Our time is now.
In Hong Kong, hundreds of people are fighting courageously for the right to a real vote. They know that a system where candidates are decided by the state is no democracy.
In Scotland, 45% of people rejected Westminster rule. They know that a system that takes the power to make local decisions out of their hands is no democracy.
We know that democracy is not just about having a vote every four, now five years. It is about having the power to make your voice heard. We know that a government that answers to profit before people is no democracy.
In the UK today, record numbers of people are homeless, record numbers rely on food banks to feed their families, and record numbers face fuel poverty as energy prices rise eight times faster than wages.
At the same time, inequality is back on the rise, making us one of the most unequal countries in the developed world. The amount we ask businesses to contribute to our social services in tax is set to be the lowest of any of the G20 countries. Tax evasion and avoidance costs the UK £95bn a year, enough to fund the NHS in England.
Nobody voted to be made homeless, hungry or unemployed. It is clear whose voices are being heard.
We need to start a movement for real democracy. The voices of the majority have been ignored for too long. We need to give ourselves the tools to hold our politicians to account, and to end the corporate lobbying power that drowns our voices out.
To do it, we need a movement that cannot be ignored. That is why we are occupying Parliament Square from the 17th – 26th of October, to begin a fight for a real democracy (see the original call to action). There, in the shadow of Nelson Mandela’s statue, we will transform the Square into a civic space where we can re-envision what our society could be like, with talks, workshops, community assemblies, music and theatre.
There is one thing that every successful social justice movement has had to overcome: the prevalence of the belief that the status quo is how it has to be. That there is no alternative. All of us can feel weakened and ground down by that belief, but all of us must have the courage to overcome it. To imagine a different future for ourselves. To show each other that there is an alternative. Because the current system relies entirely on our believing that there isn’t.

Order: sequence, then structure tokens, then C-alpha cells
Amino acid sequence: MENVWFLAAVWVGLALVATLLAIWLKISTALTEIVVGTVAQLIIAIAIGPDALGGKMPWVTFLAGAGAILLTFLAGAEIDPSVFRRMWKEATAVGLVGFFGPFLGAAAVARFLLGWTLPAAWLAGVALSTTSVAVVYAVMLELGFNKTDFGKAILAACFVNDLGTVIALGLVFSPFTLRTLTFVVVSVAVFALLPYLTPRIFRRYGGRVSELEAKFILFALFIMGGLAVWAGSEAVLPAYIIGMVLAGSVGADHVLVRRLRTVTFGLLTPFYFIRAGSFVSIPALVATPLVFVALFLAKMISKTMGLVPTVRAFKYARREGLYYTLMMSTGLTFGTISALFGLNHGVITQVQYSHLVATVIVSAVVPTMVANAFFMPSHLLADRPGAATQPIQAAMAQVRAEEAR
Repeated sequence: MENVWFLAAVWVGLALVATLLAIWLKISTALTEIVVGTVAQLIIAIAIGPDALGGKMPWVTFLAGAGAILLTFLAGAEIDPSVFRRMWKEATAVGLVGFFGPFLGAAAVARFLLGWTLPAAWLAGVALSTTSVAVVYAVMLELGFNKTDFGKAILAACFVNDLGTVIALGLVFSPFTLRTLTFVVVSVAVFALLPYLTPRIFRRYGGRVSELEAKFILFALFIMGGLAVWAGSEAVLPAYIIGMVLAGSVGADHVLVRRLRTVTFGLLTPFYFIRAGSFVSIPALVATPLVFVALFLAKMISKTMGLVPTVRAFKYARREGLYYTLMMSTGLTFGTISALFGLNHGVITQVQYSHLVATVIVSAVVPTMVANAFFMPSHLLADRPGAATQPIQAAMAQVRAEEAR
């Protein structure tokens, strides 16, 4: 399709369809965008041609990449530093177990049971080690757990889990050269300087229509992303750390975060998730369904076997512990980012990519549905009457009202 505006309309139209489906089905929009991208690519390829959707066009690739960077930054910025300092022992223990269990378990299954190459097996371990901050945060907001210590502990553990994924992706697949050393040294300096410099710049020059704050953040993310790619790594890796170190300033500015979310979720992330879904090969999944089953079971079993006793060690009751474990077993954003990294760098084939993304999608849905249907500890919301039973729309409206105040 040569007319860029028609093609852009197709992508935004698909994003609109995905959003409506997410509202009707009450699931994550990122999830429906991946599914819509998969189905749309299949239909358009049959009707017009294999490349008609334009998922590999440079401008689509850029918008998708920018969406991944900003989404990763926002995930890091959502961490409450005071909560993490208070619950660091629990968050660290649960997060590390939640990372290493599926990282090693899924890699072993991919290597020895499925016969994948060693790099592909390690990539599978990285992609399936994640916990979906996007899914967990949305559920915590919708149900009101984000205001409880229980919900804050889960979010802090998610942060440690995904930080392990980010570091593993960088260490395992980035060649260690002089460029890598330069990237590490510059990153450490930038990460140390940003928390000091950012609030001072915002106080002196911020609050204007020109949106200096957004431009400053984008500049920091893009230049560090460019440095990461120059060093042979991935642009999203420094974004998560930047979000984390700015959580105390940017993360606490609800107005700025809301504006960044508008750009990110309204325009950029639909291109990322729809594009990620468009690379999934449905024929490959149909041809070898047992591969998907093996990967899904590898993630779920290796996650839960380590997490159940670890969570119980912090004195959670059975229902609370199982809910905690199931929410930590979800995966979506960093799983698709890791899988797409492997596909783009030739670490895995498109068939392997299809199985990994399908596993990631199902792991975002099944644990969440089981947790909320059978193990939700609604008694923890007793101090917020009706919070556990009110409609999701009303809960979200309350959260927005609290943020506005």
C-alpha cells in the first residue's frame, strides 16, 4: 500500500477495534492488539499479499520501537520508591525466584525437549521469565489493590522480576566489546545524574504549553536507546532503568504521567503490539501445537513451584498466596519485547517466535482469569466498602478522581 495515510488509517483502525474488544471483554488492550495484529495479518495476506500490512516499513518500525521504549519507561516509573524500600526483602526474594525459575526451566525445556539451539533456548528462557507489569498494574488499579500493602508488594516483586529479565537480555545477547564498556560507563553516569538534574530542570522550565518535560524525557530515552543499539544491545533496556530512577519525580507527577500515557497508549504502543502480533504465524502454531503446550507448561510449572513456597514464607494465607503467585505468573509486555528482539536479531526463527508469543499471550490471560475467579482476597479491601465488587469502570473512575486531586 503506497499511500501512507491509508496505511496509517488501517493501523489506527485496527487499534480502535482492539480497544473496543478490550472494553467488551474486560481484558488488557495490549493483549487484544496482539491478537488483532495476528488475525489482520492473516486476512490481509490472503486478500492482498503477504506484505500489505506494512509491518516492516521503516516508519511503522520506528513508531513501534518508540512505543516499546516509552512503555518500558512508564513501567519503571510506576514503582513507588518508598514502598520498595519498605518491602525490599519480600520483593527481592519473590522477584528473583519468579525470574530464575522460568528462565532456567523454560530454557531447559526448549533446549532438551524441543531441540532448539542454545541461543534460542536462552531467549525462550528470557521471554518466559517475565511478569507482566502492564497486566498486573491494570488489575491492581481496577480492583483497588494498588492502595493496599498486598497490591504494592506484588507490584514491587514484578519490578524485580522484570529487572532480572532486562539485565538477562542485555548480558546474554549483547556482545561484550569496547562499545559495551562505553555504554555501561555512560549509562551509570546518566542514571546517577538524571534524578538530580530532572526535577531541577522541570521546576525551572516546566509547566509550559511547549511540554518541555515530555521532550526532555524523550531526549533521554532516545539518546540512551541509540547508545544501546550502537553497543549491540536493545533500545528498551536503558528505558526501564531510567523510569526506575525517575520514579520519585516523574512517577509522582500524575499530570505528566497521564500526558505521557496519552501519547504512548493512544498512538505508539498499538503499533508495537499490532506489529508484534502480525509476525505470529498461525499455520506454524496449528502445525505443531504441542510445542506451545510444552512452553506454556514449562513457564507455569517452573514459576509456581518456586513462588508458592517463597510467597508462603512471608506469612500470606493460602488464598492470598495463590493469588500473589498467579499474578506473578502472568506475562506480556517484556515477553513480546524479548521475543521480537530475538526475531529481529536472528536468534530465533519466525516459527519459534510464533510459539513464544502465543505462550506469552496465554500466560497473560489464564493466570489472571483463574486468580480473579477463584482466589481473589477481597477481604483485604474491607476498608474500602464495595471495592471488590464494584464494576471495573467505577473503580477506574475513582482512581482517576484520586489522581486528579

The austerity measures imposed on us for the sake of economic growth, our continued reliance on dirty coal and oil, our hospitals closing, our transit systems worsening while fares rise, our children attending under-funded schools with exhausted underpaid teachers – we only accept these things because we let ourselves believe there is no other way of doing things.
But please, join us for the Occupation. Try imagining there is another way. Do it with people you love, people you trust, with experts and activists and people to be inspired by. If you’re reading this, you’re invited. Your friends, family, colleagues are invited. Now is the time to produce our vision of a sane, workable, inspiring alternative, together. Come to learn, discuss and participate. Dare to believe that there is an alternative.
We are the ones we’ve been waiting for.
Rise, like lions after slumber
In unvanquishable number!
Shake your chains to earth like dew
Which in sleep had fallen on you:
Ye are many—they are few!